The Piano Lesson…Unplugged

Just as I was about 5 minutes from completing the 45 minute trip to my first Saturday piano lesson this past weekend I made a terrifying discovery – I had left the cord to my keyboard at home! Of course my mind began to race as I only had about 30 minutes before my lesson was to begin. I knew there was a Radio Shack nearby so I went there in hopes that I could buy a plug. I was relieved to learn that they had several different sizes of plugs. While the salesperson and I searched for a plug that would fit, someone came into the store and asked me about taking piano lessons. Needless to say I did give them information about my lessons but was cringing on the inside that their first encounter with me involved me not being prepared for my next lesson! Before I could get too frustrated about this fact, the salesperson informed me that she had tried every plug they had in the store and  none of them fit my keyboard! Oh no! Where was my panic button when I needed it?

I thanked her and quickly made a plan to utilize my iPad during the lesson to teach/review theory concepts. When I arrived at the lesson, I got my music bag out of the car and noticed my full-sized keyboard there in the passenger seat staring at me as if to say, “You are going to take me in, right?”

That’s when it hit me! When students tell me they could not practice because they were away from their piano I tell them they don’t ALWAYS need a piano or keyboard to practice. I tell them to envision the keyboard, hear the song in their head, and practice the movements their fingers must make to play the song. Aha! Now was the time for me to “practice…” – pun intended – “what I’d preached”!

A completely silent piano lesson? I had never done that before. How would my student respond to 30 minutes of silence at the keyboard?

Well, I unloaded the keyboard and put on my jazz face – it was time to improvise! I greeted my student and informed her that we would be having a “Play Like Beethoven Day”.

To refresh her memory of who Beethoven was I hummed a couple of his familiar tunes – “Fur Elise”, and the opening of his 5th Symphony. When I told her that Beethoven was deaf when he composed some of his greatest pieces she was of course surprised. So, if Beethoven could do it surely she could do it for 30 minutes.

That day my student learned that “hearing” the music inside your head is extremely helpful and important for good music playing. She also learned that she could do it. One of the biggest advantages to playing silently was the isolation of the skills necessary to play the piano. Without the “distraction” of sound, she was able to concentrate on what she was doing with her fingers and hands more intently than she had ever done before.

To help determine if she was truly hearing the music, at times I hummed the tune she was playing as I carefully watched her fingers. My student was both surprised and impressed at her own accuracy. It was quite fulfilling to see her correcting her mistakes as she played. Most of the time students neglect proper fingering in order to get to the correct note by any means necessary even at the expense of musicality. This silent situation, however, left my student with nothing to fix except her fingering!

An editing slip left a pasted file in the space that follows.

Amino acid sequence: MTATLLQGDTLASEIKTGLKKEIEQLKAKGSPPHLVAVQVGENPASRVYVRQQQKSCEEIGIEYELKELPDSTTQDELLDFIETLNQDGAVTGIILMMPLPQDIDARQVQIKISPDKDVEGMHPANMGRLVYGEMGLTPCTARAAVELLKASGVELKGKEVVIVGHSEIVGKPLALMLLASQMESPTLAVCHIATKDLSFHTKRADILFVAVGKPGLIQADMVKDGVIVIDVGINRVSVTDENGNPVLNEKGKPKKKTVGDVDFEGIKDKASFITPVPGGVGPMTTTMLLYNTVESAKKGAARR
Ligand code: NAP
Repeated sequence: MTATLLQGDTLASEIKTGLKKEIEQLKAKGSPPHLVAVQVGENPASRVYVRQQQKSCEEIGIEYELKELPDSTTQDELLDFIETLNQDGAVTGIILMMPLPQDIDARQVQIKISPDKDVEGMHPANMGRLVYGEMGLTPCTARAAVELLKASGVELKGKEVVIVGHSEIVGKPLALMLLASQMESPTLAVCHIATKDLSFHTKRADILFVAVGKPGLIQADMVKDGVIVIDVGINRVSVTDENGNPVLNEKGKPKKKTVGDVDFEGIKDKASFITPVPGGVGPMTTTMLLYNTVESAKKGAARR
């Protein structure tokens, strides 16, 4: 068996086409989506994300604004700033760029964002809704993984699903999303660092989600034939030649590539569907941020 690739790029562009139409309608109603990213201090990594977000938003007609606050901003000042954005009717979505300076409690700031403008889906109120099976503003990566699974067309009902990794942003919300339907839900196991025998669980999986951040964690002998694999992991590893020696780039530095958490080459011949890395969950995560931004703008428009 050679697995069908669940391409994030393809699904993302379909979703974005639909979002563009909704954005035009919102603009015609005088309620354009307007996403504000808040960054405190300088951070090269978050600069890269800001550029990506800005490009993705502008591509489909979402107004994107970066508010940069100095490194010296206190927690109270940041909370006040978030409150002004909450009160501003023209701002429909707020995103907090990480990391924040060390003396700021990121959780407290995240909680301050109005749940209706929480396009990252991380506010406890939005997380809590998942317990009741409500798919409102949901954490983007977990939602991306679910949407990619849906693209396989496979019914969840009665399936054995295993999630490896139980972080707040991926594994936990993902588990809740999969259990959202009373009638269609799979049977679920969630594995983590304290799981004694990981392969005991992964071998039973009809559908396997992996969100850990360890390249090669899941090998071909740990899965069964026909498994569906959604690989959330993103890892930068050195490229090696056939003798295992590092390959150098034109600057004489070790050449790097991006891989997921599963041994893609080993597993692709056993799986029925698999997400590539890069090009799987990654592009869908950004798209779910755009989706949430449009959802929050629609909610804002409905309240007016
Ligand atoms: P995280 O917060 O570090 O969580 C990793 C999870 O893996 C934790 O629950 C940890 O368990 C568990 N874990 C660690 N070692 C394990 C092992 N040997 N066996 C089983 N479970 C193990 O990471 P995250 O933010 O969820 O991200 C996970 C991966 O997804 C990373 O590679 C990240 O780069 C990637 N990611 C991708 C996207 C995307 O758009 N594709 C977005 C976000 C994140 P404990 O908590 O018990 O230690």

I have to say that this Unplugged Piano Lesson was one of the best musical experiences this student and I have had together so far in our music learning journey, and it was all because of a little IMPROVISATION. Just another life skill learned from piano lessons!

A Piano Activity Kids Can’t Resist

Transitioning between piano lessons can be a bit hectic at times, BUT –

A simple activity can make all the difference! With a small refrigerator or magnetic board and a keyboard graphic you can squeeze in that extra precious 5 minutes that sometimes gets lost in the transition between lessons.

One of my favorite transitional activities is the Magnetic Piano Puzzle I made using a 1 octave keyboard printable from Wendy Stevens at ComposeCreate.com.

Print the keyboard, attach  colorful letter stickers for the key names, then laminate.

Next you will cut out each of the white keys. This will leave you with a set of 2 black keys and a set of 3 black keys in addition to the white keys. Put magnetic tape on the back of each and arrange on the refrigerator.

Your student will then put the puzzle together. My refrigerator faces the studio door so it is the first thing kids see when they come in. Usually the younger ones will rush straight to the puzzle to put it together without me even asking. If they don’t and I am transitioning from another lesson, I ask them to see how fast they can put the puzzle together.

For those just learning the keys, I sometimes just put up the 2 black key puzzle or the 3 black key puzzle for them to assemble.

  

Extend the learning by removing certain keys from the completed puzzle so students can practice quickly recognizing which key is missing.

There are tons of ways to use this puzzle. Can you think of any? Share them in a comment below!